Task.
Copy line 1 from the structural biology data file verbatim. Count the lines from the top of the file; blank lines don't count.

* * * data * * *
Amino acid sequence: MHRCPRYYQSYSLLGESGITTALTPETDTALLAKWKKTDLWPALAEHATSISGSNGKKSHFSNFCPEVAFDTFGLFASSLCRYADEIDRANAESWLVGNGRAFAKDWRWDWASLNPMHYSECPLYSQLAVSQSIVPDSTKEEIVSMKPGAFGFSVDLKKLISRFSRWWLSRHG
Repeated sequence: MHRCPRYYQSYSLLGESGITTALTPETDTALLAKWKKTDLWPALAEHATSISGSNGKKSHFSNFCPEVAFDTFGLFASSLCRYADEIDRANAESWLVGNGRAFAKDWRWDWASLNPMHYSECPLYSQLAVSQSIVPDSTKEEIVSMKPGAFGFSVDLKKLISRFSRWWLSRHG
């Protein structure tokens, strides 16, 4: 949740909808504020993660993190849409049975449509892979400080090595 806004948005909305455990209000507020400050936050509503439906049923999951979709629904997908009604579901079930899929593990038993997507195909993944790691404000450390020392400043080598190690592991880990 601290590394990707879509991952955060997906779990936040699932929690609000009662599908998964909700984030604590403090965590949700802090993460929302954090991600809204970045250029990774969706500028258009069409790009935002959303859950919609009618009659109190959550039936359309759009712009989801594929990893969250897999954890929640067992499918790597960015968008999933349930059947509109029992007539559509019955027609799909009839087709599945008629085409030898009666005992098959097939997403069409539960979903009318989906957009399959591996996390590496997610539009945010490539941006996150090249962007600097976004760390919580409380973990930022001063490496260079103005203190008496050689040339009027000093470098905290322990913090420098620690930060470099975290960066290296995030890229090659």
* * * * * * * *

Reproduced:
Amino acid sequence: MHRCPRYYQSYSLLGESGITTALTPETDTALLAKWKKTDLWPALAEHATSISGSNGKKSHFSNFCPEVAFDTFGLFASSLCRYADEIDRANAESWLVGNGRAFAKDWRWDWASLNPMHYSECPLYSQLAVSQSIVPDSTKEEIVSMKPGAFGFSVDLKKLISRFSRWWLSRHG